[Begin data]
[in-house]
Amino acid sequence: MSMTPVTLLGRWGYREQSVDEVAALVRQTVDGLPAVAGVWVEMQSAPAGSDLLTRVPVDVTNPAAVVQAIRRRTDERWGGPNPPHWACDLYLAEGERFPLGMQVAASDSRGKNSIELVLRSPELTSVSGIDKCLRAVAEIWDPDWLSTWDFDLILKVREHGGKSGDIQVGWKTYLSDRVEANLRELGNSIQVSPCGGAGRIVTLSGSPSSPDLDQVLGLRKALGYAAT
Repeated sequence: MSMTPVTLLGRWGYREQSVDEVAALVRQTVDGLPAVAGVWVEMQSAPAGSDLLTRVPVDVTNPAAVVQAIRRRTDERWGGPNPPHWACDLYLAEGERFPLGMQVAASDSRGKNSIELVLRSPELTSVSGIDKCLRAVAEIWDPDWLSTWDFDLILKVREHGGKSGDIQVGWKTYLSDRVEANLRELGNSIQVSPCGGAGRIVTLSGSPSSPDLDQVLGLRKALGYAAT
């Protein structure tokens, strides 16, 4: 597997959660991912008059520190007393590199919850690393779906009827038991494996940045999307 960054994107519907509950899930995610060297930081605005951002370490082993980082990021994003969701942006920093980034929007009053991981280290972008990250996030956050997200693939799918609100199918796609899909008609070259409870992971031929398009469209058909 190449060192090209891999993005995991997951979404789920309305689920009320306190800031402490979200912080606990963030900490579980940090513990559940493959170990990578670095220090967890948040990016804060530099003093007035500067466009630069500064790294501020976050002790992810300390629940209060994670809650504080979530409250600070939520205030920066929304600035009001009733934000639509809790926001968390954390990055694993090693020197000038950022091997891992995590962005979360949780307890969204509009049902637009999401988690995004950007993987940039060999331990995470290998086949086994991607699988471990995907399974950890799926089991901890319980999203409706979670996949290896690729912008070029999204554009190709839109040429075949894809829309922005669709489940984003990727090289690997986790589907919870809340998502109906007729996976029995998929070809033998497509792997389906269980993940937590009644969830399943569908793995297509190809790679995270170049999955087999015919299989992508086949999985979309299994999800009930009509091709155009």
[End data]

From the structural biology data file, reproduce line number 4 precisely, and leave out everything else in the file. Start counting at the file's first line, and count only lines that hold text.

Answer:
């Protein structure tokens, strides 16, 4: 597997959660991912008059520190007393590199919850690393779906009827038991494996940045999307 960054994107519907509950899930995610060297930081605005951002370490082993980082990021994003969701942006920093980034929007009053991981280290972008990250996030956050997200693939799918609100199918796609899909008609070259409870992971031929398009469209058909 190449060192090209891999993005995991997951979404789920309305689920009320306190800031402490979200912080606990963030900490579980940090513990559940493959170990990578670095220090967890948040990016804060530099003093007035500067466009630069500064790294501020976050002790992810300390629940209060994670809650504080979530409250600070939520205030920066929304600035009001009733934000639509809790926001968390954390990055694993090693020197000038950022091997891992995590962005979360949780307890969204509009049902637009999401988690995004950007993987940039060999331990995470290998086949086994991607699988471990995907399974950890799926089991901890319980999203409706979670996949290896690729912008070029999204554009190709839109040429075949894809829309922005669709489940984003990727090289690997986790589907919870809340998502109906007729996976029995998929070809033998497509792997389906269980993940937590009644969830399943569908793995297509190809790679995270170049999955087999015919299989992508086949999985979309299994999800009930009509091709155009």